The motorhome cruised off leaving behind it a dog on its side, a man staring forward stupidly into the street, and a woman caught frozen trying to scream.
It would all make a truly fascinating police report.
* * * *
Ray was a long-time G. Limited employee. He didn't like Cross very much, but when he saw the detective walk into the bar he wasn't afraid of him. That changed suddenly when the guy grabbed him by the throat.
"Hi, Ray," Hiram said. "We need to a have a talk." He laid a roll of bills on counter in front of the bartender and began dragging the little man into the rest room. The bartender made the money disappear quickly. The rest of the bar's patrons conspicuously began looking elsewhere.
The rest room was empty. Hiram easily lifted up Ray's barely five foot frame with one hand and held him against one of the stalls. He let his grip loosen enough that the little weasel could breathe.
"What'ver I did, it's not my fault! I didn't do it!" Ray wheezed. His feet dangled six inches off the linoleum floor.
Hiram's voice was calm. "Do you enjoy breathing, Ray? I know I used to. But, then I had to break the habit." He gave him a shake. "Unless you want to go cold-turkey too, why don't you explain to me why you're not watching our petrifier's potential victims."
"I . . I don . . I don't know what you mean?" Ray sputtered. He was a bad liar.
Hiram reached out with his right hand, took hold of the nearest stall door, and began exerting pressure. Its hinges groaned. The metal creaked. A second later there was a loud pop, and the door crashed to the floor.
"What was that again, Ray? I don't think I heard you right."
Ray shook. "It . . I .I had orders. From the top. They said to pull off . . pull off the tails." His eyes bulged in terror.
"Because someone wanted the petrifier to get his victims," the detective completed for him. His first thought at the beginning of the case had been right. It was all a game of some kind. The Cirque playing another one of its tricks.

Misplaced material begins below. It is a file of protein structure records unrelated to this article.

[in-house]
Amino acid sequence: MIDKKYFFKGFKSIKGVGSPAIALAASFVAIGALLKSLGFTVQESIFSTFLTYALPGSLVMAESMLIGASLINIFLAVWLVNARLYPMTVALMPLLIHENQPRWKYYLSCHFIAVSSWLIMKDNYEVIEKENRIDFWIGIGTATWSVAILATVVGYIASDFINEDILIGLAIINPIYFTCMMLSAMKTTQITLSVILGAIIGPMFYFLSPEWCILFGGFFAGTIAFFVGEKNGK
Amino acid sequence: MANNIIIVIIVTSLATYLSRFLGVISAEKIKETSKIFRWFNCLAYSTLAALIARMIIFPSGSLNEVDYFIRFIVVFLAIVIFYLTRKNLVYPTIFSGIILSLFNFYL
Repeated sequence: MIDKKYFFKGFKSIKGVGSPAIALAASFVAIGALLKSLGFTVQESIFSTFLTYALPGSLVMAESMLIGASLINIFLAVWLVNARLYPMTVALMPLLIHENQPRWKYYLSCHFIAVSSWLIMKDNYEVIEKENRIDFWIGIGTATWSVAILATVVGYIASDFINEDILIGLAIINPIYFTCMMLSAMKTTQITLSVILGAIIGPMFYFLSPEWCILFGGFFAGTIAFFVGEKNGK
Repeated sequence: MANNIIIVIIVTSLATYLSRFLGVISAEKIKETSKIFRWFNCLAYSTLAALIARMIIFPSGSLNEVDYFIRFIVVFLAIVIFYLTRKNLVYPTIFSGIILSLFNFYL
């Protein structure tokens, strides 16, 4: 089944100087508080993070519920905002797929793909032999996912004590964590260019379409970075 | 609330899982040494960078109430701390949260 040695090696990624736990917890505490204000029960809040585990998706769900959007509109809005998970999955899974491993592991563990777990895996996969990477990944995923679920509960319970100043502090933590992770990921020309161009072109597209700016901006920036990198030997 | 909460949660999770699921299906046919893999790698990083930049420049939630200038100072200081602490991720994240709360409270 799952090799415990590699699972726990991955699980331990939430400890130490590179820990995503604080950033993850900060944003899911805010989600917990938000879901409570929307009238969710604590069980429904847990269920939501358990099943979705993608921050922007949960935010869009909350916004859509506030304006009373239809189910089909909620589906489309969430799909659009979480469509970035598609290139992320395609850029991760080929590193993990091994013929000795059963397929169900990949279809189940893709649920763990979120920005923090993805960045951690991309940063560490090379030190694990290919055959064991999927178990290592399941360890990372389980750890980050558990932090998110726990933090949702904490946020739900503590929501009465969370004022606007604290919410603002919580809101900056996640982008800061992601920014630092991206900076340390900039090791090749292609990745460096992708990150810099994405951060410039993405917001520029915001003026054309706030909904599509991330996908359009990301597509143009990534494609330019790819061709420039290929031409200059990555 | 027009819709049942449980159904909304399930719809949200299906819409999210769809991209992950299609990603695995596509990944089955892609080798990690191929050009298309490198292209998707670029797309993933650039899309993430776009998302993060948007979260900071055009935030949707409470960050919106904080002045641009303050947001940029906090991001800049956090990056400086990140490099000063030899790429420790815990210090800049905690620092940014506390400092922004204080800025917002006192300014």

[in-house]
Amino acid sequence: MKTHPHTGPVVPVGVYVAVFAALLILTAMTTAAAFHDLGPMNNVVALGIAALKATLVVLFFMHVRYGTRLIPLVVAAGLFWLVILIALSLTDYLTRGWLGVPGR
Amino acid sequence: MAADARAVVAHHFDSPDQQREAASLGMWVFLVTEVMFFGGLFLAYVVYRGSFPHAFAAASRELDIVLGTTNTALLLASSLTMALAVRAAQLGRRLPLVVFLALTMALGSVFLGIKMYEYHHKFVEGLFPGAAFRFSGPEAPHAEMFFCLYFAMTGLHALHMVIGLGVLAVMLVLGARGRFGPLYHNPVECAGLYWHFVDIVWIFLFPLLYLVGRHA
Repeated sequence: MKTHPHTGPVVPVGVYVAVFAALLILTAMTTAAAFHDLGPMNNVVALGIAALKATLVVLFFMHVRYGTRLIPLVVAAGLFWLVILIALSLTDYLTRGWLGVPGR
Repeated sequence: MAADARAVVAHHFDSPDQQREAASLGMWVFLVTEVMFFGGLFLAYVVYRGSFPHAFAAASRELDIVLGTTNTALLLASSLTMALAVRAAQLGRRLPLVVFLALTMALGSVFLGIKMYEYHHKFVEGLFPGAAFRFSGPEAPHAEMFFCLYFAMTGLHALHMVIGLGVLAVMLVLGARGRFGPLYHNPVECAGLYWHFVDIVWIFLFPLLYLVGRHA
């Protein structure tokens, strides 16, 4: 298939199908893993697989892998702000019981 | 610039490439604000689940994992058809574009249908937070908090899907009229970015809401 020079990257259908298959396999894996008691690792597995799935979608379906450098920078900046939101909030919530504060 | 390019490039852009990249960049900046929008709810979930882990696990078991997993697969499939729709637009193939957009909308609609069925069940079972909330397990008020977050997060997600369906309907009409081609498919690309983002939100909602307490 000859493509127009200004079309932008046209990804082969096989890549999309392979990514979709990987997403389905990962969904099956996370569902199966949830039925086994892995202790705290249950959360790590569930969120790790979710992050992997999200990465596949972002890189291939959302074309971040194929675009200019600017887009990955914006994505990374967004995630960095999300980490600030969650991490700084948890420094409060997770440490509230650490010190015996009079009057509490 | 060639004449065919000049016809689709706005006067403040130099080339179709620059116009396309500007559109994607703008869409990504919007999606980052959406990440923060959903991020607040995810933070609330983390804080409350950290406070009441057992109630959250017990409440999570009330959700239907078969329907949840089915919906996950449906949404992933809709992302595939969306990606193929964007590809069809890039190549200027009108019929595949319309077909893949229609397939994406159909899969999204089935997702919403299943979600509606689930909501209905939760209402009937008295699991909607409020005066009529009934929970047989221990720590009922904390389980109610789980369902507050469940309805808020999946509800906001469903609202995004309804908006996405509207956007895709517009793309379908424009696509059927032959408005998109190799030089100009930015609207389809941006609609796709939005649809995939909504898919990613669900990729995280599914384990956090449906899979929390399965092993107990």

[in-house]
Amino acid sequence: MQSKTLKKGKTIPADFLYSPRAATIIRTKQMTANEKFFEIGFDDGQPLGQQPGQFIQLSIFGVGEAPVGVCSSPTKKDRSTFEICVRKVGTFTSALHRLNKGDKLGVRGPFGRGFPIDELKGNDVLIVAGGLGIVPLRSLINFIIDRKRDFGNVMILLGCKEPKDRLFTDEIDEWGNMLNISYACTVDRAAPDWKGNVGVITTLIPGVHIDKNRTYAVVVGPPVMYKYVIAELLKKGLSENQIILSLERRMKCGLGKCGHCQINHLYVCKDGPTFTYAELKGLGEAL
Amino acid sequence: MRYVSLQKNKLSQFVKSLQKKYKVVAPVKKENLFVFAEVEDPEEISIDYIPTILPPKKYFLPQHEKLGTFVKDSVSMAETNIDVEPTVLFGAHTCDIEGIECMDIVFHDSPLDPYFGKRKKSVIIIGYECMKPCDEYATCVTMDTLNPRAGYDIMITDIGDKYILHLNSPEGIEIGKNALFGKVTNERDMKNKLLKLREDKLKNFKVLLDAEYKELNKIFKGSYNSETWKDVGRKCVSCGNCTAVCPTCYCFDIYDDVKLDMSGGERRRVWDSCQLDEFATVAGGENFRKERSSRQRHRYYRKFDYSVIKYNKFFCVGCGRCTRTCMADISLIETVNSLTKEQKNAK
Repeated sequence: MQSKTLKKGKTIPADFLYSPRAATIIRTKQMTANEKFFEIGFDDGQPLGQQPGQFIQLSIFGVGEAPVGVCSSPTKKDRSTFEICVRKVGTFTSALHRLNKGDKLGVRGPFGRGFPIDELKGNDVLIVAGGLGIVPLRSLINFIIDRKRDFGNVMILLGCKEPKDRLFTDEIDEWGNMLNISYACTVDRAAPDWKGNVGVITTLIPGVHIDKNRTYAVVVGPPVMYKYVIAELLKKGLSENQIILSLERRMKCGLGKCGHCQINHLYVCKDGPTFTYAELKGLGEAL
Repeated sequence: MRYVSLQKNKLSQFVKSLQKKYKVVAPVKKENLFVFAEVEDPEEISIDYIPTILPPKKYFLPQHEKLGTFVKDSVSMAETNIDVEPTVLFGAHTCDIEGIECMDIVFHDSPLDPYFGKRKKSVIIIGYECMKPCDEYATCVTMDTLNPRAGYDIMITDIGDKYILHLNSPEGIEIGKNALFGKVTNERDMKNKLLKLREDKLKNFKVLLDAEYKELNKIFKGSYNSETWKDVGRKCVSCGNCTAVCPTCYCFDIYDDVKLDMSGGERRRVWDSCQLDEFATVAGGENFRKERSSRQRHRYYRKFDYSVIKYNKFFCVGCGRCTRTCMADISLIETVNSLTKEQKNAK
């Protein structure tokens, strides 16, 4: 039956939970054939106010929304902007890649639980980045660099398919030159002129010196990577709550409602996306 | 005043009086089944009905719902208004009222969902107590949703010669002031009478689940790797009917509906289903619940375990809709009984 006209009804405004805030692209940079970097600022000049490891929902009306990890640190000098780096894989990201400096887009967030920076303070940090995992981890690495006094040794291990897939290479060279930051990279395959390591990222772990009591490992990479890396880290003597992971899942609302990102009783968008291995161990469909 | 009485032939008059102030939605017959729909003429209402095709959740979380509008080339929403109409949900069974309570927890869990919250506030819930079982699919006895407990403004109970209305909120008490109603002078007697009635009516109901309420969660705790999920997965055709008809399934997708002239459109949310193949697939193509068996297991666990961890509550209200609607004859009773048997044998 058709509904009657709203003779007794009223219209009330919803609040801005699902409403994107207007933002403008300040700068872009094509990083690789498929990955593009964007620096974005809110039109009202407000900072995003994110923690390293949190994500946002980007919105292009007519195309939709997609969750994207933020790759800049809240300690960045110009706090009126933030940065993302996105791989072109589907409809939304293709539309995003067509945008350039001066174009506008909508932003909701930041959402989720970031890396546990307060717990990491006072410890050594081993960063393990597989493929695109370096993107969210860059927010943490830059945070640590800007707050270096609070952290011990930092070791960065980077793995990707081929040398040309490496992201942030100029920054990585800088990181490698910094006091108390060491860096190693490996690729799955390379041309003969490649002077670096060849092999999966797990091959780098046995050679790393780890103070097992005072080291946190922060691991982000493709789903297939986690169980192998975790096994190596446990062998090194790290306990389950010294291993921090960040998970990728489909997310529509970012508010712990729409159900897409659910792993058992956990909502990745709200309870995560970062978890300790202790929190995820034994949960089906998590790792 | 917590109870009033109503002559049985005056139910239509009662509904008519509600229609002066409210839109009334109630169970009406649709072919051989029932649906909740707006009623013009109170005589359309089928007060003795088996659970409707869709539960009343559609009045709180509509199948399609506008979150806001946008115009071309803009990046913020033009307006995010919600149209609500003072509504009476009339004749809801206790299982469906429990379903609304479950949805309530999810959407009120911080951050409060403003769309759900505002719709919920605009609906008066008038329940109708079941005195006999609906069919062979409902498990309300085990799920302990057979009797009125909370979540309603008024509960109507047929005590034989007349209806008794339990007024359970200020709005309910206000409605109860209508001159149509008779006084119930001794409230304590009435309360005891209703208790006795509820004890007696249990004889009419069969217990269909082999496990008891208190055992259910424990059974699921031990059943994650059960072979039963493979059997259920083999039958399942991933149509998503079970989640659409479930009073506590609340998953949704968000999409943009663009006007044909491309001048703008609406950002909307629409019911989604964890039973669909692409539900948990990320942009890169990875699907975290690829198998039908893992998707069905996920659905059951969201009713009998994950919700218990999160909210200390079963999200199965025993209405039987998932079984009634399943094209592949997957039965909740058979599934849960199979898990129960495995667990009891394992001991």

He shook Ray again. "Who gave the order? I want a name."
"It . . it came from Avatar, but . . bu . . .." He didn't need to finish the sentence. Everything Avatar did, he did because Oberon Fip told him to do it. Fip owned G. Limited.
But he didn't own Hiram.
The rest room door slammed open, and Ray's frequent partner Les came barreling in. Les was a big man, easily a good 250 - 300 lbs. Hiram had seen him fight once before. He wasn't bad.
Hiram pivoted sharply at the waist, almost a full 180 degrees, and threw Ray at Les with blinding speed. It knocked the big man to the floor. The detective pivoted forward again, turned around normally, and landed a soft kick to the man's head, nowhere near as hard as he could have. He went out like a light.
Technically, Hiram did work for Fip and Avatar, but Fip wasn't the man responsible for his transformation. Hiram didn't like the Cirque - hated it really - but was forced to go along with their eccentricities.
This was different, though. Something else was going on.
And he was sure as hell going to find out what.
. . . to be continued
Read, "The Arts, Part Seven"